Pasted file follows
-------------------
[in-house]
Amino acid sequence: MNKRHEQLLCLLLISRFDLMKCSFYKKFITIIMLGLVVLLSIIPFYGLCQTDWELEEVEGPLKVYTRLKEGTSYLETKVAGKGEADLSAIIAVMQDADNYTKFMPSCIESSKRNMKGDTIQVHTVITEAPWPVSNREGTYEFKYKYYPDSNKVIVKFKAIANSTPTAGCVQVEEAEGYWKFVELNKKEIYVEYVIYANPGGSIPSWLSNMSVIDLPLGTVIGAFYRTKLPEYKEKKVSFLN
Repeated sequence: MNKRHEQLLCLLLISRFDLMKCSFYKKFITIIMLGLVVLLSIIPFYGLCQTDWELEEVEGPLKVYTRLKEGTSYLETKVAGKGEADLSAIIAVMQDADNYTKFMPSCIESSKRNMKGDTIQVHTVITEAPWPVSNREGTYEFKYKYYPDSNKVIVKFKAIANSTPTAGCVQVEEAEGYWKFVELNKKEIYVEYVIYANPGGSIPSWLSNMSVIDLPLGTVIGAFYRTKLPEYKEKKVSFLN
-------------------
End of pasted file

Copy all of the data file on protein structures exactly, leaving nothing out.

[in-house]
Amino acid sequence: MNKRHEQLLCLLLISRFDLMKCSFYKKFITIIMLGLVVLLSIIPFYGLCQTDWELEEVEGPLKVYTRLKEGTSYLETKVAGKGEADLSAIIAVMQDADNYTKFMPSCIESSKRNMKGDTIQVHTVITEAPWPVSNREGTYEFKYKYYPDSNKVIVKFKAIANSTPTAGCVQVEEAEGYWKFVELNKKEIYVEYVIYANPGGSIPSWLSNMSVIDLPLGTVIGAFYRTKLPEYKEKKVSFLN
Repeated sequence: MNKRHEQLLCLLLISRFDLMKCSFYKKFITIIMLGLVVLLSIIPFYGLCQTDWELEEVEGPLKVYTRLKEGTSYLETKVAGKGEADLSAIIAVMQDADNYTKFMPSCIESSKRNMKGDTIQVHTVITEAPWPVSNREGTYEFKYKYYPDSNKVIVKFKAIANSTPTAGCVQVEEAEGYWKFVELNKKEIYVEYVIYANPGGSIPSWLSNMSVIDLPLGTVIGAFYRTKLPEYKEKKVSFLN